59:    public void testTextPattern() throws Throwable
60:    {
61:        MyWriterFactor mwf = new MyWriterFactory();
62:        WriterCache wc = new WriterCache( mwf );
63:        TestRunnable tcs[] = {
64:                new WriteText( wc, 10, "0", "0", 50 ),
65:                new WriteText( wc, 12, "1", "1", 20 )
66:            };
67:        MultiThreadedTestRunner mttr =
68:            new MultiThreadedTestRunner( tcs );
69:        mttr.runTestRunnables( 2 * 60 * 1000 );
70:        String s0 = mwf.nameToStream.get( "0" ).toString();
71:        String s1 = mwf.nameToStream.get( "1" ).toString();
72:        assertEquals( "Data corruption: stream 0", 10,
73:            s0.length() );
74:        assertEquals( "Data corruption: stream 1", 12,
75:            s1.length() );
76:        assertTrue( "Incorrect data written to stream 0.",
77:            s0.indexOf( '1' ) < 0 );
78:        assertTrue( "Incorrect data written to stream 1.",
79:            s1.indexOf( '0' ) < 0 );
80:    }
Lines 61-62 initialize the WriterCache instance with our test factory. Line 63 creates our list of parallel tasks to execute, which are instances of our WriteText class above.

Line 64 creates an instance of the MultiThreadedTestRunner class, a utility class which handles the creation, execution, and termination of the threads which run the TestRunnable instances. Line 65 invokes the utility method to run the tasks. The argument to this method specifies the maximum amount of time (in milliseconds) to let the threads run before killing them and marking the execution as a failure (through junit.famework.Assert). If any of the TestRunnable instances dies due to an exception (including an Assert failure), then all of the running threads are terminated, and the runTestRunnables method rethrows the underlying exception.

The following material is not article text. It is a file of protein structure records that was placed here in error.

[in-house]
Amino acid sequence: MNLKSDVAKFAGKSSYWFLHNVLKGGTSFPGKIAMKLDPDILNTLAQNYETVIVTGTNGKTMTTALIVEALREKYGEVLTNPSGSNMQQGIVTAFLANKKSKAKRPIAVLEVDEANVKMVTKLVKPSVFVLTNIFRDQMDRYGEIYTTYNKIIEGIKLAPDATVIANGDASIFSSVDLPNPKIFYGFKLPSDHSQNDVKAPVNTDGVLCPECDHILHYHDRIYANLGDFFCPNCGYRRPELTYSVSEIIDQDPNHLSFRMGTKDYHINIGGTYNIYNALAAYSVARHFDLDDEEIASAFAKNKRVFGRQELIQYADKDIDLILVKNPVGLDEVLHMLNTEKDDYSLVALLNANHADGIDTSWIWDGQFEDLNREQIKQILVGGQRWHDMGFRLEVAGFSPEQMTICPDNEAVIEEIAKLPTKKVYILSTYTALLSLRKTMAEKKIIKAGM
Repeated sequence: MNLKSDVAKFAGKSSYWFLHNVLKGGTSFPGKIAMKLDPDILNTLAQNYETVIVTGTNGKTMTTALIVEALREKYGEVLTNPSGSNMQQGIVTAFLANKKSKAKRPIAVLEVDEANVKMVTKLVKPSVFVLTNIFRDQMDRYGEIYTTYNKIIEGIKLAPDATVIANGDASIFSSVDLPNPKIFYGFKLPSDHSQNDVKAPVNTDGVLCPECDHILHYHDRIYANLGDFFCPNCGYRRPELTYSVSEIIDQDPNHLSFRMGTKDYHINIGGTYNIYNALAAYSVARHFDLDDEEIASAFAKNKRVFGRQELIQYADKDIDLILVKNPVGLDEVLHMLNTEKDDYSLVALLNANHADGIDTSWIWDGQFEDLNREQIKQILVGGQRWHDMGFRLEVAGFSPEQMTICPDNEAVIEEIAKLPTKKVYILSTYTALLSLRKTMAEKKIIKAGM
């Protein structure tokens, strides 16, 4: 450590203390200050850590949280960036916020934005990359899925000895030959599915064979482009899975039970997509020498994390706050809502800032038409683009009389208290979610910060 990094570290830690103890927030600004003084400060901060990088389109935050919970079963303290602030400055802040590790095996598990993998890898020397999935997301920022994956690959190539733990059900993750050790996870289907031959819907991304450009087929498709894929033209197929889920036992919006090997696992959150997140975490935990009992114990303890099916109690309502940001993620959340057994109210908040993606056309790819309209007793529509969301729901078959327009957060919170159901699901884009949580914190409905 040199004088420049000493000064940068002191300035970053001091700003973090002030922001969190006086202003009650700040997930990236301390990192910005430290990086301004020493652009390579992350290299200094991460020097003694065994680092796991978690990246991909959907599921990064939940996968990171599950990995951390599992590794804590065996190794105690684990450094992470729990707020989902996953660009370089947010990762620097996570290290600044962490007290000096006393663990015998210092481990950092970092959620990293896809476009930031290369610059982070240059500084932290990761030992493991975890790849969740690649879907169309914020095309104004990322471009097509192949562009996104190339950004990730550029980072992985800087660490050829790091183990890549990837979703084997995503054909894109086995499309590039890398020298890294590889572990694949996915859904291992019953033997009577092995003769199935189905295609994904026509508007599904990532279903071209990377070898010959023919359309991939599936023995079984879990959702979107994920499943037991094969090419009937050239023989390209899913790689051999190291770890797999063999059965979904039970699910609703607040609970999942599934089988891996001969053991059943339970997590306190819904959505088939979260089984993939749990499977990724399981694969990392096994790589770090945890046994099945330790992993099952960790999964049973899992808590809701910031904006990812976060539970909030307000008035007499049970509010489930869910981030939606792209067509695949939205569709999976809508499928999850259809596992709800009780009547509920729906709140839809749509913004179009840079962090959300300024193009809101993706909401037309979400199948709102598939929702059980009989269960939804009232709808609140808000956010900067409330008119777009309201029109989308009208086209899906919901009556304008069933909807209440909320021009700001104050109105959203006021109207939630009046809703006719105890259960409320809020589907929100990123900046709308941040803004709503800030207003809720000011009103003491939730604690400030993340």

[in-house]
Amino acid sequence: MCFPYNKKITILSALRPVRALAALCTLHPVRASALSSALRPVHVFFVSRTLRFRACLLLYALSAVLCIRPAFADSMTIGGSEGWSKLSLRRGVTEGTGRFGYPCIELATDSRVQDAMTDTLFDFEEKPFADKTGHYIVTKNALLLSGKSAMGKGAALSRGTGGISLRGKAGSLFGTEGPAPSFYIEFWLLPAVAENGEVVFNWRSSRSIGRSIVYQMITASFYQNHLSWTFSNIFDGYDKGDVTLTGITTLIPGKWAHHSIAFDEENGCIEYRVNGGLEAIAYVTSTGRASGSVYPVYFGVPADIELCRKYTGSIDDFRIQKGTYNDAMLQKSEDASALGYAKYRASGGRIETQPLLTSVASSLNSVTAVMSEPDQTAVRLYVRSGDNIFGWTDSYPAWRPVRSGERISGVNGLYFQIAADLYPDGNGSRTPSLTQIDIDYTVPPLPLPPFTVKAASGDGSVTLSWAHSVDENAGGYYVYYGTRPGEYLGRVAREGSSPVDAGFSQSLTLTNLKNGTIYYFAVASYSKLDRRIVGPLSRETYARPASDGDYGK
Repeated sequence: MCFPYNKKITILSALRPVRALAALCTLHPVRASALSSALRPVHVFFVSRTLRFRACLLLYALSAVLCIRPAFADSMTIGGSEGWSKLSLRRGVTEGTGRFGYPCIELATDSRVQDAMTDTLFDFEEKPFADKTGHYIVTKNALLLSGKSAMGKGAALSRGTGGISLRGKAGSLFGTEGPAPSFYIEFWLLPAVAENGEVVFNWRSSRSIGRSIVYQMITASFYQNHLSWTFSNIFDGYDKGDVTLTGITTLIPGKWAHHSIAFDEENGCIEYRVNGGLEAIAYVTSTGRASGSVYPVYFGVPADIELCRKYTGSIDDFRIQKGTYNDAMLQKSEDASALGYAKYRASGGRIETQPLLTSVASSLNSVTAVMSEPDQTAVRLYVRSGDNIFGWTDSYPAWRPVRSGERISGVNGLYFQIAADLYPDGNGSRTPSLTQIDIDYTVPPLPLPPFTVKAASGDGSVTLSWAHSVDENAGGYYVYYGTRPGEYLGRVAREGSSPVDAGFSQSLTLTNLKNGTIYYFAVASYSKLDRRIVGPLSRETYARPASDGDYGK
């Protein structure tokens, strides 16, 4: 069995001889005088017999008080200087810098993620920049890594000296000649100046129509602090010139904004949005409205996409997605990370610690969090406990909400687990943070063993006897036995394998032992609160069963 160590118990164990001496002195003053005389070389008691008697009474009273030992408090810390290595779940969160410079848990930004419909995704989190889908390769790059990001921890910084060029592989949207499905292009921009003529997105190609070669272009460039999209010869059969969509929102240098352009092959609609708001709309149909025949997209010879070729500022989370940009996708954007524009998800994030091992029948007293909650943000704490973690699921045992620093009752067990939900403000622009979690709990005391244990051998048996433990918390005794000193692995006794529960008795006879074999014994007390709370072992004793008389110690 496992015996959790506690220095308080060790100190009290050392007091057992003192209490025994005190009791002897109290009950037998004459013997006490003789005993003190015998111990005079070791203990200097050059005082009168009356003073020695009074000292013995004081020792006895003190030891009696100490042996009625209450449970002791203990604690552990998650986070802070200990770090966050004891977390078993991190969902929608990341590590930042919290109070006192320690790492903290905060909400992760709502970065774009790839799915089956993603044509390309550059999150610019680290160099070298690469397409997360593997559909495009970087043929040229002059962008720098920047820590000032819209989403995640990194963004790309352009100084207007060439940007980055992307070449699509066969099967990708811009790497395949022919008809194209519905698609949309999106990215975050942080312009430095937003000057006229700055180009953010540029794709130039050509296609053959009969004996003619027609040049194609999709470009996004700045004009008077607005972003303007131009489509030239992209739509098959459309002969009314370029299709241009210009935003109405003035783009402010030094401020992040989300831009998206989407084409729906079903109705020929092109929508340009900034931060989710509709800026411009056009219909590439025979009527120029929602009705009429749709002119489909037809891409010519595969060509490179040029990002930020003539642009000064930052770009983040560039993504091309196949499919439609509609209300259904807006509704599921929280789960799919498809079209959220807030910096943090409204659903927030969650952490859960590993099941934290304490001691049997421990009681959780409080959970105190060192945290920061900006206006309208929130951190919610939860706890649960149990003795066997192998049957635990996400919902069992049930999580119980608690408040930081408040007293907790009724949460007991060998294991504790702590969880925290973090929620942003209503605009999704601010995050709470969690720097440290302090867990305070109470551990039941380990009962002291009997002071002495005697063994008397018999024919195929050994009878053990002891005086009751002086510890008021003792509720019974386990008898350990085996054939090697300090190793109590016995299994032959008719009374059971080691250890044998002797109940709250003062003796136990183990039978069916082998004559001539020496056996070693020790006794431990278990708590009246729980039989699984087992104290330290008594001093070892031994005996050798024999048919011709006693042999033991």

The remainder of the test ensures that only the correct data was placed where it was intended to go.

Parallel Monitoring of Threaded Access

Now we can move on to the OpenWriterCount test. As of GroboTestingJUnit version 1.2.0, there is a very simple way to add a thread that monitors the status of the common object while other threads manipulate its state.

The monitors are in a separate group from the runners, as the monitors are intended to loop over a set of checks until all the runners have completed. Before this functionality was added, the monitor runners had to communicate with the other runners to learn when the runners were finished. Now, the MultiThreadedTestRunner class handles this communication.

We create another runnable class, but this time subclassing from TestMonitorRunnable. This frees the new class from having to perform the proper looping and detection of when the runners have completed. In order to use this added functionality, the subclasses overload the runMonitor() method instead of the runTest() method.

83:    public static class WriterCountMonitor extends TestMonitorRunnable
84:    {
85:        private WriterCache wc;
86:        public WriterCountMonitor( WriterCache wc )
87:        {
88:            this.wc = wc;
89:        }
91:        public void runMonitor() throws Throwable
92:        {
93:            int open = this.wc.getNumberWritersOpen();